Chinese home appliances company apologizes after being accused of false reports


Chinese multinational consumer electronics and home appliances company Haier Group Corporation has apologized after being accused of issuing false reports at the Global Indoor Air Pollution and Human Health Seminar which was convened in Beijing on May 17, 2018.

At the seminar, the hosts said the World Health Organization (WHO) experts have issued a 'Leading Global Healthy Air Brand' award to Haier air conditioners and praised the brand of setting an example and demonstrating how to win the global air pollution control war.
The WHO Representative Office in China issued a statement on its official site Friday, saying no WHO experts attended the seminar and it has not issued any awards to Haier or any other manufacturer.
"The WHO has not issued a 'Leading Global Healthy Air Brand' award to Haier or any other manufacturer, nor has it ever made any comments or assessments regarding Haier air conditioning products or services," said the statement.
"Some media reported that Wang Hongcai, the expert representative of the WHO, hopes Haier air conditioner would develop more advanced technologies and products, and make continuous suggestions for global air governance," it added.
"Wang Hongcai is not an employee of the WHO nor a WHO expert. Wang Hongcai's statements and actions do not represent the WHO, nor is the WHO responsible for any statements attributed to him."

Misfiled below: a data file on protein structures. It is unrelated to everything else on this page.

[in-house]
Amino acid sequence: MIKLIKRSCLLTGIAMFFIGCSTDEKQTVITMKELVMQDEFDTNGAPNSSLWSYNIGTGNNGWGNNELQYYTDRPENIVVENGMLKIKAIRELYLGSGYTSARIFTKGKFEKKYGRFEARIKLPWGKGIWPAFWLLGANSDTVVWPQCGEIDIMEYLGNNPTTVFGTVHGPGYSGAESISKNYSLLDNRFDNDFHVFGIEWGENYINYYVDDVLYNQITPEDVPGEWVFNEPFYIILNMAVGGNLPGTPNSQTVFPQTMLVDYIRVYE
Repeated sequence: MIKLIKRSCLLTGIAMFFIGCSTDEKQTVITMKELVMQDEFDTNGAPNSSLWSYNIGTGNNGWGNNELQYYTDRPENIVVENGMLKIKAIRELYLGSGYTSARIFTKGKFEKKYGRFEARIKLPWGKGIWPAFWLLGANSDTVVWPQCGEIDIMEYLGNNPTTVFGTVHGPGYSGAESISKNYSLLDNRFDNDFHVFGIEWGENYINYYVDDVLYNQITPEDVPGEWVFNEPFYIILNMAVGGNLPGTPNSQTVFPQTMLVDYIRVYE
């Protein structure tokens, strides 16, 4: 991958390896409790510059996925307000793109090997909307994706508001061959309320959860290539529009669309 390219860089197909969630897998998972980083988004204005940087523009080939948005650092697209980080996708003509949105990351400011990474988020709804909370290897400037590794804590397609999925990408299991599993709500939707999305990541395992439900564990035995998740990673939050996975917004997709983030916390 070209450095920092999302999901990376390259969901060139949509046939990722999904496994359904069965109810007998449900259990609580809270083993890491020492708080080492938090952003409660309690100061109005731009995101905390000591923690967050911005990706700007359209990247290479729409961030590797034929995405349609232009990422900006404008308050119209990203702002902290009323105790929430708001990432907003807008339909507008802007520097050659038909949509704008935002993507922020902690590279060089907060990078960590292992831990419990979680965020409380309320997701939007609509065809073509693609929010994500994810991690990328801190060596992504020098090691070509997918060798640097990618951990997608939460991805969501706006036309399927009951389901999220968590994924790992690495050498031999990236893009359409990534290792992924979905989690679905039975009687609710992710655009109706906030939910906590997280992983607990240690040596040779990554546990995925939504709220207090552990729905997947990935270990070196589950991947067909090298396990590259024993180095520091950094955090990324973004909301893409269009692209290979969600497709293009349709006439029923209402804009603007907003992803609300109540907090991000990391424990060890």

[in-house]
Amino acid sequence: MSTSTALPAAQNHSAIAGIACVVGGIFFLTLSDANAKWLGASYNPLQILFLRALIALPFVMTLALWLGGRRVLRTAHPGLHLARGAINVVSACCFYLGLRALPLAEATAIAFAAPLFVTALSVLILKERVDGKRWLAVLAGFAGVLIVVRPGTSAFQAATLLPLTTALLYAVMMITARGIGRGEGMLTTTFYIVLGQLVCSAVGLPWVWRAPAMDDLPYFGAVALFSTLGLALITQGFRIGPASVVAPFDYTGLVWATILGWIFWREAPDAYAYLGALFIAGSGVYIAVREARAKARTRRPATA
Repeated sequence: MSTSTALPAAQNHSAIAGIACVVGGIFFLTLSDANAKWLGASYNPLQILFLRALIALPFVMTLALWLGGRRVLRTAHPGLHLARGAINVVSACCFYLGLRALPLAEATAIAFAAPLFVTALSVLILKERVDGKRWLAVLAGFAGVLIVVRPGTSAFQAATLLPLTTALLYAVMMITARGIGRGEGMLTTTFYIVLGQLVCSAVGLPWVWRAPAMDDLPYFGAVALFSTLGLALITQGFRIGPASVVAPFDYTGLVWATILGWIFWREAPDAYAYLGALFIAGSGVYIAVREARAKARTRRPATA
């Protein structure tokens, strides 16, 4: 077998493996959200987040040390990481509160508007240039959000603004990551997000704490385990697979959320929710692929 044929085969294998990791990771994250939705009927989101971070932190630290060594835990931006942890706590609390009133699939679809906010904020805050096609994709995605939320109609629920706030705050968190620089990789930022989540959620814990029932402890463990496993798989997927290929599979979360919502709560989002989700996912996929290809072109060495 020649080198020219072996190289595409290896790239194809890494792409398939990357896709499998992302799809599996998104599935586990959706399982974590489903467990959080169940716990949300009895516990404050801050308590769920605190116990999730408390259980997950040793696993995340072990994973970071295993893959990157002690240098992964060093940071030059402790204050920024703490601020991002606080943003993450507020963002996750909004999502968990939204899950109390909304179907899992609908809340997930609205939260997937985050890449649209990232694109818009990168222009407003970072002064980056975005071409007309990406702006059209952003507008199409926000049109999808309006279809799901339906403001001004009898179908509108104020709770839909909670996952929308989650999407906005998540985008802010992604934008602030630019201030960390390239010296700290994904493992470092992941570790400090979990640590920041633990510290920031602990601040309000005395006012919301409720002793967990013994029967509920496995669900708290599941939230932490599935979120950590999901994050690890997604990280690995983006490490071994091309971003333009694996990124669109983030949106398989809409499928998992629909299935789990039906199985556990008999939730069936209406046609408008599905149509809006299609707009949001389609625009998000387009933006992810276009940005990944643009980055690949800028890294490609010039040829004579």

The reports also contained some other erroneous and misleading remarks on air pollution in China which were then denied by the WHO.
"Reports said an expert representative of the WHO, Wang Hongcai, noted that 90 percent of indoor air pollution comes from air conditioning," said the statement.
"Household (indoor) air pollution in China is largely a result of burning of solid fuels (biomass or coal) for cooking or heating."
Meanwhile, the statement refuted the hosts' claims about the safety value of indoor pollutant load.
"Some media reported that one of Haier air conditioning products' concentration of 8 minute particular matter is lower than the initial value, which is lower than the PM2.5 safety value announced by the WHO (PM2.5<10μg/m³is the safety value)," said the statement.
"The WHO Air Quality Guidelines for Particulate Matter, Ozone, Nitrogen Dioxide and Sulfur Dioxide (Global update 2005) recommend a daily average PM2.5 value of 25μg/m3, and a yearly average of 10μg/m3. The recommendation is not a "safety value." In fact, the WHO has noted that there is no evidence to suggest a threshold below which no adverse health effects would be anticipated."
Haier apologized following the statement from the WHO.
"We feel sorry for our false reports at the seminar and have set up an emergency team to investigate the matter," Haier said in a statement.
"All false reports have been removed. We apologized to the WHO and all who care about Haier air conditioners," it added.
The incident triggered heated discussion among netizens. "I hope Haier can learn lessons from this matter and reinforce management to avoid such mistakes," a netizen named Maihuiyu said.
"Haier has been outpaced by its rivals such as Gree and Midea," another netizen named Yixinzhidu Kxiaotu said.

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